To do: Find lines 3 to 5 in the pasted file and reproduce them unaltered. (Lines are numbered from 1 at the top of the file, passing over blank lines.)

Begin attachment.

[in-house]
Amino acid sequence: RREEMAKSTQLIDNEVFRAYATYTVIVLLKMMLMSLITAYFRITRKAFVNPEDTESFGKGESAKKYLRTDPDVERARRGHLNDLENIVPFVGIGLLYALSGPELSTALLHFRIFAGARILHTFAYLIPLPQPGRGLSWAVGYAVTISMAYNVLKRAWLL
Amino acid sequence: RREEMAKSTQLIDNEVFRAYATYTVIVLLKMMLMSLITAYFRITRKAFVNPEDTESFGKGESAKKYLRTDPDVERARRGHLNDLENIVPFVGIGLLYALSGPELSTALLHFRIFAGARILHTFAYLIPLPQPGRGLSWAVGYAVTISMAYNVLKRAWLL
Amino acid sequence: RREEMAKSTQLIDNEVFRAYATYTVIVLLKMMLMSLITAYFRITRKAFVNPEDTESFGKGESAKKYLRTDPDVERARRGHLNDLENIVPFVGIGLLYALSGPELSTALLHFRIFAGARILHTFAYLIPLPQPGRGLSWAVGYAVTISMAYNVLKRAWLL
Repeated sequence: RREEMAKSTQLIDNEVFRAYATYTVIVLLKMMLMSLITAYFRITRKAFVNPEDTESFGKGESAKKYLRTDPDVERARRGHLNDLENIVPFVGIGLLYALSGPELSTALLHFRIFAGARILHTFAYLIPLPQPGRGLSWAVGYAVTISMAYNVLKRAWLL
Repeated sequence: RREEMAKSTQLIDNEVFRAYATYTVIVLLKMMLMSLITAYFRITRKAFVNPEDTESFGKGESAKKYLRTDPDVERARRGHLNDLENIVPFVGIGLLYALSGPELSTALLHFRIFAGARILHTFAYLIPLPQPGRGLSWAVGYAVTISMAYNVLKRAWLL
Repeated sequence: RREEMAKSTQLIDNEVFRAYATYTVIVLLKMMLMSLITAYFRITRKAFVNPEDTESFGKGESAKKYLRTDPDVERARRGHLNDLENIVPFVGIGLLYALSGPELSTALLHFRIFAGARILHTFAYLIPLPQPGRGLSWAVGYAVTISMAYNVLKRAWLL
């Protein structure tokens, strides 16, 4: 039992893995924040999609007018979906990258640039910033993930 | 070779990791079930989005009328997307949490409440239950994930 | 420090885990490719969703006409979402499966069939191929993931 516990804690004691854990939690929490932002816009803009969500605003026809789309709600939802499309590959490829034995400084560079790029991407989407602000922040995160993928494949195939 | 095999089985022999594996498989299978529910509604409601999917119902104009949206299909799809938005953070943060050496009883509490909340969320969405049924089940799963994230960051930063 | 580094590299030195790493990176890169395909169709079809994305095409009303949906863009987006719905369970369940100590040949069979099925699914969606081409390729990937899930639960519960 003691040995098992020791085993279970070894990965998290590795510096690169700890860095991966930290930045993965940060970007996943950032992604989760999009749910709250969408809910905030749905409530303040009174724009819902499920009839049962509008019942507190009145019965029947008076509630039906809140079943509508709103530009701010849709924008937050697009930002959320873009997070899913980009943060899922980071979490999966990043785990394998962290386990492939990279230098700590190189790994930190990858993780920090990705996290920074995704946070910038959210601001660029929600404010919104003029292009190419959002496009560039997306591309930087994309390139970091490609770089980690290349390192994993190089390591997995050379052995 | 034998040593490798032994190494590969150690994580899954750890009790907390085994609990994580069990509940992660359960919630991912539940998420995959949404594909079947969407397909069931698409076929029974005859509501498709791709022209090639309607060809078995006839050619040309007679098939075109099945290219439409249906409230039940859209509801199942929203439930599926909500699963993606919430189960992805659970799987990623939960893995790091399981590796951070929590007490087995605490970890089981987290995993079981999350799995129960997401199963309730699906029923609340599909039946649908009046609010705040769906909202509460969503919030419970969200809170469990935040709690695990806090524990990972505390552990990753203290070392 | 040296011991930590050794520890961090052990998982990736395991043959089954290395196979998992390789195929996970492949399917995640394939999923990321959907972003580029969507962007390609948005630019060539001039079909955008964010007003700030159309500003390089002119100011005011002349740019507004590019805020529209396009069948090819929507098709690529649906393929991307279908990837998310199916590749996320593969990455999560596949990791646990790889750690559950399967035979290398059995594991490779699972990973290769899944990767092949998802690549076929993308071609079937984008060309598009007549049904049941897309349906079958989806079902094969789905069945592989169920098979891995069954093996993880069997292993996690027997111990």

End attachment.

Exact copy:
Amino acid sequence: RREEMAKSTQLIDNEVFRAYATYTVIVLLKMMLMSLITAYFRITRKAFVNPEDTESFGKGESAKKYLRTDPDVERARRGHLNDLENIVPFVGIGLLYALSGPELSTALLHFRIFAGARILHTFAYLIPLPQPGRGLSWAVGYAVTISMAYNVLKRAWLL
Amino acid sequence: RREEMAKSTQLIDNEVFRAYATYTVIVLLKMMLMSLITAYFRITRKAFVNPEDTESFGKGESAKKYLRTDPDVERARRGHLNDLENIVPFVGIGLLYALSGPELSTALLHFRIFAGARILHTFAYLIPLPQPGRGLSWAVGYAVTISMAYNVLKRAWLL
Repeated sequence: RREEMAKSTQLIDNEVFRAYATYTVIVLLKMMLMSLITAYFRITRKAFVNPEDTESFGKGESAKKYLRTDPDVERARRGHLNDLENIVPFVGIGLLYALSGPELSTALLHFRIFAGARILHTFAYLIPLPQPGRGLSWAVGYAVTISMAYNVLKRAWLL